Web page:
I was walking home today on deserted, disjointed eighteenth century brick sidewalks not even trying to outrun the clouds, my red umbrella soaked carmine by lazy drainpipes more than summer rain. I was black and white against the taverns and cafés, sheets of water coming and going like the butler in an early film, and it was strange to squeak the storm in my shoes, to see my tights darken with each splash and hardly feel the rain touch me at all for the nearly liquid thickness of the air.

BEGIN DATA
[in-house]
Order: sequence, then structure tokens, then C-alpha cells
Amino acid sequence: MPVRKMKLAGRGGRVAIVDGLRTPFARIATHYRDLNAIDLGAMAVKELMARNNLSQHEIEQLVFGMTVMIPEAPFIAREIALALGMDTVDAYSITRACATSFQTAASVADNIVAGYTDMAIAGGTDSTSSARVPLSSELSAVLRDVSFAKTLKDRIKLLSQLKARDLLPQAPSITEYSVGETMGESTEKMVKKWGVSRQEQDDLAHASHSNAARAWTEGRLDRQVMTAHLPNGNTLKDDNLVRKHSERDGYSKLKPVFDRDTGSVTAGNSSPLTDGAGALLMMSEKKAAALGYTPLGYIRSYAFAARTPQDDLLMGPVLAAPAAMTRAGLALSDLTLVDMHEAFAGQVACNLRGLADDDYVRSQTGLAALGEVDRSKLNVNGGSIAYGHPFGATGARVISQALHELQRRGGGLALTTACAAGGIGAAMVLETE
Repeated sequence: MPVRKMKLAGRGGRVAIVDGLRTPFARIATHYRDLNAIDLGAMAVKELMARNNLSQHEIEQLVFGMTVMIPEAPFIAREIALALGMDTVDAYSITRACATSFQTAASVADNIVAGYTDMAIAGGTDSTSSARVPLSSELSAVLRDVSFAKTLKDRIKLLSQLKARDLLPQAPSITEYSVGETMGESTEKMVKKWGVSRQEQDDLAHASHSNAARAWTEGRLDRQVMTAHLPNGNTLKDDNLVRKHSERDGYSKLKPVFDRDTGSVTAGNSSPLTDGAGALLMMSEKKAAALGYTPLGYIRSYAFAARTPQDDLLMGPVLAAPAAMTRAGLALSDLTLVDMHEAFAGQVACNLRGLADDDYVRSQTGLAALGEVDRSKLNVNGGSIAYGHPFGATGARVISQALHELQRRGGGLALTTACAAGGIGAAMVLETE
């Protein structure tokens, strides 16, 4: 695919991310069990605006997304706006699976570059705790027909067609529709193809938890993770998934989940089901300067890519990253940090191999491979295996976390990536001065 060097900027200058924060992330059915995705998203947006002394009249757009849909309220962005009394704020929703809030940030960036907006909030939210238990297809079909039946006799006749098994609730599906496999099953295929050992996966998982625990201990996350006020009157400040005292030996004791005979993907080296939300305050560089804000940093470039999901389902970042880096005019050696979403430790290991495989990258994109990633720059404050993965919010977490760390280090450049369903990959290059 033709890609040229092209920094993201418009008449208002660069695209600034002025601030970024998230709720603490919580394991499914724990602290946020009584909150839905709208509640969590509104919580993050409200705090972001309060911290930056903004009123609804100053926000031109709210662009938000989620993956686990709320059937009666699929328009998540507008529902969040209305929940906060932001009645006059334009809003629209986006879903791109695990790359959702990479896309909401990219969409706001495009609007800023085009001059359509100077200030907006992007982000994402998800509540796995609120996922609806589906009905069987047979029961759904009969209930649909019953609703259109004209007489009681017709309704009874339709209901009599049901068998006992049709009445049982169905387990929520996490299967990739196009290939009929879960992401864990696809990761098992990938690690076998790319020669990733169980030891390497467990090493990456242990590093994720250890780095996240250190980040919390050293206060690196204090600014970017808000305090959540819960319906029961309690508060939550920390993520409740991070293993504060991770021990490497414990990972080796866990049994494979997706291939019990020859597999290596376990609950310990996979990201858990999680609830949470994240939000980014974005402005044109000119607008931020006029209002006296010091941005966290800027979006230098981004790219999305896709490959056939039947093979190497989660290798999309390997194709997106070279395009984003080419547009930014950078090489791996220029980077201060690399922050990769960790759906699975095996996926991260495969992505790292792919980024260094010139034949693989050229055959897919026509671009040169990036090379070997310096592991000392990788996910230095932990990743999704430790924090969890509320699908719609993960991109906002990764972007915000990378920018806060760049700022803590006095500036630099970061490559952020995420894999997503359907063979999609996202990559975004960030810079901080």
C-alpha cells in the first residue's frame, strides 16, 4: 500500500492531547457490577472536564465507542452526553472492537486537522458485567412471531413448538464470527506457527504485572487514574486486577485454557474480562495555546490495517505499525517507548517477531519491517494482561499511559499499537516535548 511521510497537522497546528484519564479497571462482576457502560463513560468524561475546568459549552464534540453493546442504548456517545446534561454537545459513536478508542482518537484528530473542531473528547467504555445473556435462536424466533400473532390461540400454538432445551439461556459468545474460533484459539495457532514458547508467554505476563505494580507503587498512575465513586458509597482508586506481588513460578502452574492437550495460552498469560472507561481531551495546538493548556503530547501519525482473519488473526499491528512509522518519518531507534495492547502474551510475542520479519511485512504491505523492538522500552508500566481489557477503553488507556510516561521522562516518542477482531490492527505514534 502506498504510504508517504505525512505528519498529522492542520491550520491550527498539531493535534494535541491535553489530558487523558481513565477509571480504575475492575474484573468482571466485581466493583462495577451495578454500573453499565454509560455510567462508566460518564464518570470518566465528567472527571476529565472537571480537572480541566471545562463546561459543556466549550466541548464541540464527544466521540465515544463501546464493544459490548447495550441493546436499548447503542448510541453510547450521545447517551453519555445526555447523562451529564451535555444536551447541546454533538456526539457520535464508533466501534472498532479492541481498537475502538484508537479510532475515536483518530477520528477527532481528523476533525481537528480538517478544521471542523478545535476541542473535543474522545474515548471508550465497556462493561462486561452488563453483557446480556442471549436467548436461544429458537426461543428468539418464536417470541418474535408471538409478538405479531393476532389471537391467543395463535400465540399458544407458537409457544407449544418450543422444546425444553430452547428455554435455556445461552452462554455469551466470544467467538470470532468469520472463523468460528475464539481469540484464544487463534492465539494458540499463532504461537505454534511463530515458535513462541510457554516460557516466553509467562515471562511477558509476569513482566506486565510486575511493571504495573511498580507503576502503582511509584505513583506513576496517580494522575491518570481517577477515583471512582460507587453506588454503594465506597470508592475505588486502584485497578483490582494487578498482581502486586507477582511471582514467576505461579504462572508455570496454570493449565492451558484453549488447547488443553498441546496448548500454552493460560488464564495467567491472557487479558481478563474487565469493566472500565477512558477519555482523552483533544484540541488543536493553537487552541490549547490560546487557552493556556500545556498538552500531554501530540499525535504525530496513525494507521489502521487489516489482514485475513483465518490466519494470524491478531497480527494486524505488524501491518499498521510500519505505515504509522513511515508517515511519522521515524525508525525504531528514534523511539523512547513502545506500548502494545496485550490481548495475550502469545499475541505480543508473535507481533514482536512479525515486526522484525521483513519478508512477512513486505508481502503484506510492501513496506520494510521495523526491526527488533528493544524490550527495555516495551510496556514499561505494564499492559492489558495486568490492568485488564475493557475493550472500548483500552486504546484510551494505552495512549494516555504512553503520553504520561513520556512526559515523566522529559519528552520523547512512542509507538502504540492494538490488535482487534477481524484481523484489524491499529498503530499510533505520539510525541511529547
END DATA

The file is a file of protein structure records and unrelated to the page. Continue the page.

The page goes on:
I feel sad for the people who only live here during the year, I thought, because the summer is the city’s self-portrait: turgid, demanding, enveloping, frustrating, and irritatingly picturesque.
People who don’t know this place like I do hate it here in the summer. Then again, nobody writes poems in late August, only June.